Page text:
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Sony Alpha A7S II Review - AF and Performance Review


Sony Alpha A7S II – Autofocus and Performance

The Sony Alpha A7S II seems like a lower-res A7R II in a lot of respects. However, this camera actually has a different autofocus setup.

Instead of using Sony’s latest hybrid focus system, the Sony Alpha A7S II has contrast detection AF with 169 focus points. It’s still fairly advanced.

Each of the nine central points is divided into 16 segments to provide a higher concentration of AF points in the centre. With an f/2 lens attached, Sony claims it’s possible to focus when light levels drop to -4EV.

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Out shooting with the Sony Alpha A7S II I find it’s not quite as fast as the hybrid AF you get in the A7R II, but it’s still very good. Especially considering it’s a contrast-based system.

Even in very dark conditions, it’s still reliable and pretty fast. I was actually a little surprised by how well it holds up given there are no phase detection points involved.

Changing focus is also much faster for video than with the A7S. Sony says switching from a far focus to a close one takes only half the time.

This is not a camera for action photographers, though. The Sony Alpha A7S II shoots at a solid-but-unremarkable 5fps thanks to the Bionz X camera processor. This drops down to 2.5fps when using continuous focusing. Speed isn’t really what it’s about, although the perhaps more important focusing performance is good. Sony has done great work with contrast detection AF in the last few years, although it’s naturally not going to compete with the fastest-focusing DSLRs.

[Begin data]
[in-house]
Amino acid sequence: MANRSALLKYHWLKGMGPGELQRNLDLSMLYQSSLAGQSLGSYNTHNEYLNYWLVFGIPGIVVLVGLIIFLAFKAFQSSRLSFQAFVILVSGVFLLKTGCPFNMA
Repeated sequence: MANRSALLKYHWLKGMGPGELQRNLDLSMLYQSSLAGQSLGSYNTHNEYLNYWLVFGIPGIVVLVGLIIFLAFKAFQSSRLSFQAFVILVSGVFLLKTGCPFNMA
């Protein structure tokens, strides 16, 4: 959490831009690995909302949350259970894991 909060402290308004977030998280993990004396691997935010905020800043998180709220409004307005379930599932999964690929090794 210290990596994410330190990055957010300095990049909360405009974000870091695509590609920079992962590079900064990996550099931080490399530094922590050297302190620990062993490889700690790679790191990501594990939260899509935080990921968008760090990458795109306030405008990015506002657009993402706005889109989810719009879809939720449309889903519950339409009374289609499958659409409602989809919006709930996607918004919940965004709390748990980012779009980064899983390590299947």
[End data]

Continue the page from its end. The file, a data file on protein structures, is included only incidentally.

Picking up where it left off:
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Sony also uses an optional electronic shutter in the A7S II. Lots of cameras use this to enable incredibly fast shutter speeds, but here it’s all about silent shooting.

Turn the silent mode on and the Sony Alpha A7S II will switch over to the electronic shutter, otherwise using the standard mechanical one. It has been tested for 500,000 exposures and tweaked to reduce the amount of vibration movement caused.

One of the most important changes in the Sony Alpha A7S II, though, is the new 5-axis stabilisation. This compensates for movements your might make while the shutter is open, really upping how far you can push a camera without getting a tripod involved.

As I’ve experienced with other recent Sony cameras, the OIS system works wonders. Shooting at 70mm I find I can use 1/10 exposures with no real worries about ending up with anything but pin-sharp images.

Use the EVF rather than the rear screen to compose and keep the Sony Alpha A7S II pushed against your face as an extra stabiliser and you can even drop down to 1/5 of a second and still get sharp shots.

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I tried slowing down the exposure to 1/4 and 1/3, but that’s really straining against what even the Sony Alpha A7S II can handle. Use burst shooting and you can get some good results still, but it’s much more of a gamble with such slow shutter speeds. No great surprise there.

Match up great stabilisation with a full-frame sensor designed to be able to handle higher ISO settings and you have simply excellent handheld versatility. At the start of this review I said the Sony Alpha A7S II isn’t for everyone, but I imagine most of you will really appreciate these handheld chops.

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